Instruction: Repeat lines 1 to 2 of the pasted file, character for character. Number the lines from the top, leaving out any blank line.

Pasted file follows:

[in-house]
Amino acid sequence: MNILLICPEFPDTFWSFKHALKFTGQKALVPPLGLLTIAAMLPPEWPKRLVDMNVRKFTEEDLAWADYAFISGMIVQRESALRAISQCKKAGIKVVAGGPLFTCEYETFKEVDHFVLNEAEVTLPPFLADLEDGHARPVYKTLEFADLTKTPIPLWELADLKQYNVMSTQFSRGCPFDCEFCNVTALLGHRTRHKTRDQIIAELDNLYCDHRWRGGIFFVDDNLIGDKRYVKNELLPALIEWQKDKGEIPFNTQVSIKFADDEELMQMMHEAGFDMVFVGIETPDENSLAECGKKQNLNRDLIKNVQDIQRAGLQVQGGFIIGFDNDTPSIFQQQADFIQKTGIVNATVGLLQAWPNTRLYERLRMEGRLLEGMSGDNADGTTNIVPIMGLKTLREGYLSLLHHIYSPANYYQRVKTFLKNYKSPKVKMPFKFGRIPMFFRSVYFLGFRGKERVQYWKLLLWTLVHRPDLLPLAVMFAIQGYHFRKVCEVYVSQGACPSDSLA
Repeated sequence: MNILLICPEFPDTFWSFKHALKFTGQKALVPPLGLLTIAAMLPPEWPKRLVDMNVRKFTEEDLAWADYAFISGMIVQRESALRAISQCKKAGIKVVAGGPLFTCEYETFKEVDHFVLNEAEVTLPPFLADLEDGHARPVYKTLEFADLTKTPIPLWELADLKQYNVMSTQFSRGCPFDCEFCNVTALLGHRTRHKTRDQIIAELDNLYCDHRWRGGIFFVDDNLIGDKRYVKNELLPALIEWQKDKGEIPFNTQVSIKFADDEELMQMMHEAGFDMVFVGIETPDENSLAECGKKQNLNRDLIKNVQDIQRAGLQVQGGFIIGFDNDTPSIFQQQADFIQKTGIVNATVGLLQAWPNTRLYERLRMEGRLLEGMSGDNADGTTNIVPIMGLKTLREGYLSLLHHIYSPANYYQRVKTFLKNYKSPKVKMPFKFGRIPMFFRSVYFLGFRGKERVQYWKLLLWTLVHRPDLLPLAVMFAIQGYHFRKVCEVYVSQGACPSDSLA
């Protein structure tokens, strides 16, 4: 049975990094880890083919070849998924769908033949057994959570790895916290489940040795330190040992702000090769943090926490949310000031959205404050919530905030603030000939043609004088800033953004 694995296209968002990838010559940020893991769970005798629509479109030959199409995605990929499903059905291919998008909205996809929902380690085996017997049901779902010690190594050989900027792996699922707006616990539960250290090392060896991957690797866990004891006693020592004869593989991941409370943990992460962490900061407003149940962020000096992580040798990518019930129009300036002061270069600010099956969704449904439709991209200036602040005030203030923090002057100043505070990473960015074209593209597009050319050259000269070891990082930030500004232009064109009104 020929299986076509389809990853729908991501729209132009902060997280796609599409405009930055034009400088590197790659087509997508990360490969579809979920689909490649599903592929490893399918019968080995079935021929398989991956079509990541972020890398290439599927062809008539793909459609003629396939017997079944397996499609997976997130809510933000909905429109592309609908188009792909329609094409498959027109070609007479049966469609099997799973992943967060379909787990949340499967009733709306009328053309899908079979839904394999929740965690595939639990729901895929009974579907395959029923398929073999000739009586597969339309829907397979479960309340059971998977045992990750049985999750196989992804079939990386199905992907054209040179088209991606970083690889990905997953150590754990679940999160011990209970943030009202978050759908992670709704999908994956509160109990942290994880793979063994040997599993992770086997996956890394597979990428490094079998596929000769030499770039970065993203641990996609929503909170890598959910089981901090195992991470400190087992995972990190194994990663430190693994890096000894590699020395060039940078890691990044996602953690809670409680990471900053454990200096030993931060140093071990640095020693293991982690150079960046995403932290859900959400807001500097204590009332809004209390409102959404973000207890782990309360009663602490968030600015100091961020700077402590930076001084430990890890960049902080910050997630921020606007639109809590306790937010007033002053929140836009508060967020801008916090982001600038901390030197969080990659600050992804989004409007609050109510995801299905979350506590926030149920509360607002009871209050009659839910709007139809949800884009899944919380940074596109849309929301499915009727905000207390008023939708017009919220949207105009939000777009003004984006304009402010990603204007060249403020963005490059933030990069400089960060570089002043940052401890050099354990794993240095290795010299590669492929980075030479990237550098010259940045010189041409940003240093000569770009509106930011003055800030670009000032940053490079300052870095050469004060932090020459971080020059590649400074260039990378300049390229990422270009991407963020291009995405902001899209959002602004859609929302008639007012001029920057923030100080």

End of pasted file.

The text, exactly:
[in-house]
Amino acid sequence: MNILLICPEFPDTFWSFKHALKFTGQKALVPPLGLLTIAAMLPPEWPKRLVDMNVRKFTEEDLAWADYAFISGMIVQRESALRAISQCKKAGIKVVAGGPLFTCEYETFKEVDHFVLNEAEVTLPPFLADLEDGHARPVYKTLEFADLTKTPIPLWELADLKQYNVMSTQFSRGCPFDCEFCNVTALLGHRTRHKTRDQIIAELDNLYCDHRWRGGIFFVDDNLIGDKRYVKNELLPALIEWQKDKGEIPFNTQVSIKFADDEELMQMMHEAGFDMVFVGIETPDENSLAECGKKQNLNRDLIKNVQDIQRAGLQVQGGFIIGFDNDTPSIFQQQADFIQKTGIVNATVGLLQAWPNTRLYERLRMEGRLLEGMSGDNADGTTNIVPIMGLKTLREGYLSLLHHIYSPANYYQRVKTFLKNYKSPKVKMPFKFGRIPMFFRSVYFLGFRGKERVQYWKLLLWTLVHRPDLLPLAVMFAIQGYHFRKVCEVYVSQGACPSDSLA